Re-reading an old post, I noticed a link in the comments I'd neglected to follow up on. It goes to a 2020 America Magazine article about newly-issued Vatican instructions regarding the role of the laity in parishes, particularly in places where there is a shortage of priests.
I haven't yet read those instructions, but I can say that this article generally reinforces the sense I have been working to articulate these last several years. Take this: [my bold]
"Given that the church is mandated by Christ to be missionary, evangelizing and outward-looking, a reform of her structures is continuously required in order to respond to the challenges of the day," the monsignor wrote.
"Dropping plans upon the people of God from above, without their involvement, should be avoided," Msgr. Ripa said in his written presentation.
Ya think? And yet, that's what we get. The priests decide, sometimes in consultation with laity they employ or who sit on their advisory councils, but never with the body of believers as a body of believers. We have no say. In some places, we have less than no say, in as much as our attempts to speak up are treated by clergy as a burden or a vicious, uncharitable rebellion. (Case in point: When I not so long ago respectfully approached our pastor to explain to him my deep objection to wearing a mask at mass, he got mad at me. He got so mad, he was visibly shaking. "I can't understand or respect that view at all," as he tried to get away from me. I said, "It's my conscience," and he snapped, "Then I question how you formed your conscience." There was more. Right after that "conversation", he posted signs on all the parish doors announcing that masks were now mandatory. Never mind that our Archbishop had explicitly said that no one is to be turned away from the sacraments for not wearing a mask. He, the pastor, asserted that there is room for individual pastors to make a different decision. But no room, apparently, for individual Catholics to make a different personal decision, no matter what the documents and our bishop say about our rights.)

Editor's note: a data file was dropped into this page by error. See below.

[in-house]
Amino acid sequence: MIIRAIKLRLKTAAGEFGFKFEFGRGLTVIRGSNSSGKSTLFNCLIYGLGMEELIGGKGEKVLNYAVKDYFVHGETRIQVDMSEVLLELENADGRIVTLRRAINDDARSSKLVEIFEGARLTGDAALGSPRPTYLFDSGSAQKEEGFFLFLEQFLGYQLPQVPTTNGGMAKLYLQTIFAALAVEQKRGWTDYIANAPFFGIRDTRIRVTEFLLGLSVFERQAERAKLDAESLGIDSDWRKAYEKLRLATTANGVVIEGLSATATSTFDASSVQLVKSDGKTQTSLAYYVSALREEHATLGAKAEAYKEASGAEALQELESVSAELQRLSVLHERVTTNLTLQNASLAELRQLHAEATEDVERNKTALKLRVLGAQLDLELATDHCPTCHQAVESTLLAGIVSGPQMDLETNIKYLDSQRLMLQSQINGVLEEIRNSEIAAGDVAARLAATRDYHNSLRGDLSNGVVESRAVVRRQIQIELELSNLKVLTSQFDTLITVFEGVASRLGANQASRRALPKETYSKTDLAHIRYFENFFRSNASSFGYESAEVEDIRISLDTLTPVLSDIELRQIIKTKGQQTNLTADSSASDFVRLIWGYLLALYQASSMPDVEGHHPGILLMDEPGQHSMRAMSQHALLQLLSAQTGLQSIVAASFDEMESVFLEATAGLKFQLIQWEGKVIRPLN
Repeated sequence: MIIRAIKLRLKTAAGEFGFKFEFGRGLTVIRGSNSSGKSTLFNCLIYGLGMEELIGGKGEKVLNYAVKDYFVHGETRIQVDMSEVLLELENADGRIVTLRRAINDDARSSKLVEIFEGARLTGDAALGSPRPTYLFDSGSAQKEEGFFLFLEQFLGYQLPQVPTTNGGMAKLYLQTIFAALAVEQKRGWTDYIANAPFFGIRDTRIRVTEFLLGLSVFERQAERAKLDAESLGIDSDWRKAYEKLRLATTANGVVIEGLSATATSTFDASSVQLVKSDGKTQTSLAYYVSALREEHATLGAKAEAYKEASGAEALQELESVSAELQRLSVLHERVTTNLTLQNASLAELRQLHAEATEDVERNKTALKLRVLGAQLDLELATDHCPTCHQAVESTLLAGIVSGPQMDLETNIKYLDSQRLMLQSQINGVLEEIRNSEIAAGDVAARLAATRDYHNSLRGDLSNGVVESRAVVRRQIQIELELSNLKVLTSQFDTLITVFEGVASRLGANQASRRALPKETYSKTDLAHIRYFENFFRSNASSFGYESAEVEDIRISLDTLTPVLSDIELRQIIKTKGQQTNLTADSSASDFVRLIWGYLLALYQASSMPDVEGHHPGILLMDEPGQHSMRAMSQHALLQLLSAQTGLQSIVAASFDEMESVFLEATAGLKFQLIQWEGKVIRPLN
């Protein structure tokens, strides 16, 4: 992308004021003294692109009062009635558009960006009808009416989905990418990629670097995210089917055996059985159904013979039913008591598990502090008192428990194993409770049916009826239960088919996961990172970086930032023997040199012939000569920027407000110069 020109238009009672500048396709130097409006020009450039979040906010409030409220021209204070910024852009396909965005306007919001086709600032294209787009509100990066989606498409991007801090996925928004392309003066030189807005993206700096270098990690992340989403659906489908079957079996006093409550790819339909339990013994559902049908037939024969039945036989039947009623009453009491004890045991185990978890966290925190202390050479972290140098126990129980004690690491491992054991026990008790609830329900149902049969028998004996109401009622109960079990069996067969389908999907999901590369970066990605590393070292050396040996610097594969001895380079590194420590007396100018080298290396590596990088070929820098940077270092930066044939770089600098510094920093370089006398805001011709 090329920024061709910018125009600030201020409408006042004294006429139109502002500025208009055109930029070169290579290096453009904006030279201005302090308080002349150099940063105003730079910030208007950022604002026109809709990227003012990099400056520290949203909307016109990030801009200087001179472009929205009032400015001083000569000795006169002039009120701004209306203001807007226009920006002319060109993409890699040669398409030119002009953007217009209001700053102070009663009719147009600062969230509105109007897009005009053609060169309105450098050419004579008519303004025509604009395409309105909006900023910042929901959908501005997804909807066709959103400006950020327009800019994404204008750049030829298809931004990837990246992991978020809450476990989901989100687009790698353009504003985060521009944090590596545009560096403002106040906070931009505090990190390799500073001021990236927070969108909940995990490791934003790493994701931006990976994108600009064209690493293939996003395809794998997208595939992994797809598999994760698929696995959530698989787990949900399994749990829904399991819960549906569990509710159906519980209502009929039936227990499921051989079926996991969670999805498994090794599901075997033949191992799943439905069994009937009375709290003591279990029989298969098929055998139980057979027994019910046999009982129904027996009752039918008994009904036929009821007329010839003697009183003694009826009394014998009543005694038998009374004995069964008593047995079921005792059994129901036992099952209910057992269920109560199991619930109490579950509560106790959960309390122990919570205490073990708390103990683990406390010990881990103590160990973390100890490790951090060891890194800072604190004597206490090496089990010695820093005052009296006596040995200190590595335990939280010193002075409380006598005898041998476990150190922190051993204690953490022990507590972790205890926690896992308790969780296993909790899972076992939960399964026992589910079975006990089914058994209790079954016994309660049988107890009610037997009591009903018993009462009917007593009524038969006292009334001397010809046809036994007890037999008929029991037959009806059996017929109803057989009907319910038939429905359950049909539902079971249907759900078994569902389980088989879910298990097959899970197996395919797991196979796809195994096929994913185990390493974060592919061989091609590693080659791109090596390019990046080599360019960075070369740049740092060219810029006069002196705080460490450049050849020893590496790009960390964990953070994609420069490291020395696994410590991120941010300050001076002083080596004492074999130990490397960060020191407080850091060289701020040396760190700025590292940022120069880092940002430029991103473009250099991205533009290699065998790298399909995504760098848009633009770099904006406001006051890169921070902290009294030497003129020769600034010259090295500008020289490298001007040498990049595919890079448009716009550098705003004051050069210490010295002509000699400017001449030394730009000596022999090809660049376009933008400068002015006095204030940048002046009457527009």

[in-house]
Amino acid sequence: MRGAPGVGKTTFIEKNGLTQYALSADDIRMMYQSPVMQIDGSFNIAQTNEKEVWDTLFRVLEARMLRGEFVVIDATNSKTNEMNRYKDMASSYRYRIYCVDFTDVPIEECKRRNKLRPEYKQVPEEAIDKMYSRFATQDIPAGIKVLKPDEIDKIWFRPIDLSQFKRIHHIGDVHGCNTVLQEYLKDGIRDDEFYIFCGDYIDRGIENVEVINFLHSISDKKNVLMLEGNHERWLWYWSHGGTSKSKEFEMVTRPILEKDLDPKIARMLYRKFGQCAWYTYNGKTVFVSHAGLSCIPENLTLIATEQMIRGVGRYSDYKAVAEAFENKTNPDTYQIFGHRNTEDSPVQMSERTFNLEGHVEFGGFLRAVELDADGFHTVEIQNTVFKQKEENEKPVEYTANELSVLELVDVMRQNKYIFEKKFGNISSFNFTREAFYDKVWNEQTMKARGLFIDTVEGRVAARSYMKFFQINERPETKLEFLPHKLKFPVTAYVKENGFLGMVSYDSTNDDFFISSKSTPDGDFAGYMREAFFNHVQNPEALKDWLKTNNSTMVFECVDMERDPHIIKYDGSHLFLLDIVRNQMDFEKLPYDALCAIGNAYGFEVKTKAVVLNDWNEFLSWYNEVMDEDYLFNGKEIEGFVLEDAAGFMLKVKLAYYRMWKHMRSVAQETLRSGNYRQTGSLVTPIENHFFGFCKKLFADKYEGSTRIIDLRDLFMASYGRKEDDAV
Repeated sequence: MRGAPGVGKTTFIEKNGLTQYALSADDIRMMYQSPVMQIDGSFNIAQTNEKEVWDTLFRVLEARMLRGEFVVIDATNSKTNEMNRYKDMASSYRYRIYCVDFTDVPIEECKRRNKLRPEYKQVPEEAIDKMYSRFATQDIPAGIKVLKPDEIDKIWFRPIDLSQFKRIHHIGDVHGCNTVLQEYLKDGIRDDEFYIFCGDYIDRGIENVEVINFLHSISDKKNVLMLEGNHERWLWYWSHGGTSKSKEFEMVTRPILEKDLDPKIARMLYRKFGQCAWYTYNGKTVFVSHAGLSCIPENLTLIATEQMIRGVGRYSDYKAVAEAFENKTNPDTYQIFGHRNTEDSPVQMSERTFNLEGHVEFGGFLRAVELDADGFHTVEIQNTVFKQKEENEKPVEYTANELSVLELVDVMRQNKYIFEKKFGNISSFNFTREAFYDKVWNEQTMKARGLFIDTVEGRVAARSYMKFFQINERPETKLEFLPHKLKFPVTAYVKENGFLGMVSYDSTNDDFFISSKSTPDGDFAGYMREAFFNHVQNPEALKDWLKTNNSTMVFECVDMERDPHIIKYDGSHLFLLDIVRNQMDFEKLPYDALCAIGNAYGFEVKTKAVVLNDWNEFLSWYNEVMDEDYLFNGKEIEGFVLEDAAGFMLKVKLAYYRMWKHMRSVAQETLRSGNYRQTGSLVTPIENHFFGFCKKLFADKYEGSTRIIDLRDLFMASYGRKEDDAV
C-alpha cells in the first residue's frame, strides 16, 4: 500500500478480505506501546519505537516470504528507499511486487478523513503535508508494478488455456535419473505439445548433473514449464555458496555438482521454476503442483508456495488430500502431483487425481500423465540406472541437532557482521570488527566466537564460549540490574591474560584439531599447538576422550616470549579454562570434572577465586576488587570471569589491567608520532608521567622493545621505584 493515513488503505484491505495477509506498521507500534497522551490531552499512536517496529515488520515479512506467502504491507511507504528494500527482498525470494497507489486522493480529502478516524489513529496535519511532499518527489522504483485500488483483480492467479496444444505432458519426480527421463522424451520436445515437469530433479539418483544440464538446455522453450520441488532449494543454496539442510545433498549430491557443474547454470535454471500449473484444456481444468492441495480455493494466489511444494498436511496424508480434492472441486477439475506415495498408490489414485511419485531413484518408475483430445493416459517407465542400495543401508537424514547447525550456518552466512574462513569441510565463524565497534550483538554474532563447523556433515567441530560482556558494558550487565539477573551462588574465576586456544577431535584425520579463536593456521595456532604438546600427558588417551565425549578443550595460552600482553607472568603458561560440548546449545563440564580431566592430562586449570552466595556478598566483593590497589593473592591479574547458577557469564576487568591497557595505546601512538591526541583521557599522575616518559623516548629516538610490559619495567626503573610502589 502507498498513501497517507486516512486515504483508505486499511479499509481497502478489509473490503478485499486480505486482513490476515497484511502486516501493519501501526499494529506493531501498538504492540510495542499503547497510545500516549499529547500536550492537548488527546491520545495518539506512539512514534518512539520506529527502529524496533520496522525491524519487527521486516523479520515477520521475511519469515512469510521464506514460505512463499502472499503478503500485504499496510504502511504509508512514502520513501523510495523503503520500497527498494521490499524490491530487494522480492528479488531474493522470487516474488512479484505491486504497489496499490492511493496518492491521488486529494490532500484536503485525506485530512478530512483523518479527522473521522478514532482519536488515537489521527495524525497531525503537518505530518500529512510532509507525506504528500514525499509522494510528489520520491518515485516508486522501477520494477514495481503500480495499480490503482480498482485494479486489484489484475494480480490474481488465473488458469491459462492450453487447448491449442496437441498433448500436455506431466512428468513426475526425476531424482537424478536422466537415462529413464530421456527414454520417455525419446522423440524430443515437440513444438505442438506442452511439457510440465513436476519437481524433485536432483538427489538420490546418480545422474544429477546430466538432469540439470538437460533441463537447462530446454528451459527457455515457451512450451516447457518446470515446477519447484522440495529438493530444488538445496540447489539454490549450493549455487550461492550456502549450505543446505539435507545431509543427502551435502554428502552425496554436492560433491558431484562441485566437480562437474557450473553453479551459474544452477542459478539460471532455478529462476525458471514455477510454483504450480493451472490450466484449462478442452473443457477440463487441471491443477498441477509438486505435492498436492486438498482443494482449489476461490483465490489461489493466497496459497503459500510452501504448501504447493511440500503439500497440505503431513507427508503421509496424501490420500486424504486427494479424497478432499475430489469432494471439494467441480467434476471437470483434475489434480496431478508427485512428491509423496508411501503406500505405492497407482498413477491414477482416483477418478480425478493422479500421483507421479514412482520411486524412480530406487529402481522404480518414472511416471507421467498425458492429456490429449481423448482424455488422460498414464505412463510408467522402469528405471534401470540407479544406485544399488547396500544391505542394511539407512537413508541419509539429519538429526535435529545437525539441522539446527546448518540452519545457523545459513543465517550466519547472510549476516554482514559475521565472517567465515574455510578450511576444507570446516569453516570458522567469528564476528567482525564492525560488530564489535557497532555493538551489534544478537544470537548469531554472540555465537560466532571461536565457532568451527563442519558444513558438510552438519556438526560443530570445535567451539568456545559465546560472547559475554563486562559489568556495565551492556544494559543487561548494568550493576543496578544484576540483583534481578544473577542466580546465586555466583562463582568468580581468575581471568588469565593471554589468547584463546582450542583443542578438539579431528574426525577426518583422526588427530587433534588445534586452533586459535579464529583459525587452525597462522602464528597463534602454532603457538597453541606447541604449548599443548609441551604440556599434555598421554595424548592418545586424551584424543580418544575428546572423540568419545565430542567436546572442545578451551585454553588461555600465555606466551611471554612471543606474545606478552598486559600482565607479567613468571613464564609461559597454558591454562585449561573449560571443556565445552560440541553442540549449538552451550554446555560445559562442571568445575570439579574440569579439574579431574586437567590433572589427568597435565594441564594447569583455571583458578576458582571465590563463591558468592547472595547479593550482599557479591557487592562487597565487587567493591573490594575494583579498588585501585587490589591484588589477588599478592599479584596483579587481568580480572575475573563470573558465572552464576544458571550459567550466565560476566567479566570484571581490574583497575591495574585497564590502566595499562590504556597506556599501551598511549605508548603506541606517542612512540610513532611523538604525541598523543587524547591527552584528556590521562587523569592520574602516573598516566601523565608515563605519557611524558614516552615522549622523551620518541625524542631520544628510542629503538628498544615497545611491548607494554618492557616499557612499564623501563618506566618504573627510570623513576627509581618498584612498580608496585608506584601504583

Here is what I want us all to realize: We will continue to have no say in the affairs of the church until we organize and embody ourselves as a communal subject, an association of lay believers in our respective localities. In effect, we have to unionize—not in a political sense, but in a personalist sense, which is to say, as I've said before, not adversarially, but spousally. The aim is to establish proper complementarity for the sake of love (which is the mutual self-donation of complementary opposites), not to establish opposition for the sake of snatching at power.
God, come to our assistance. Lord, make haste to help us.
Talking about this yesterday with Jules, I stressed again that the "formation", the corporate embodying of the laity I'm calling for must be accomplished under the grace and power of the Holy Spirit given to us in our baptism and confirmation, and by which we have a share in the offices of "priest, prophet and king."
Unless the Lord build the house, the builders labor in vain.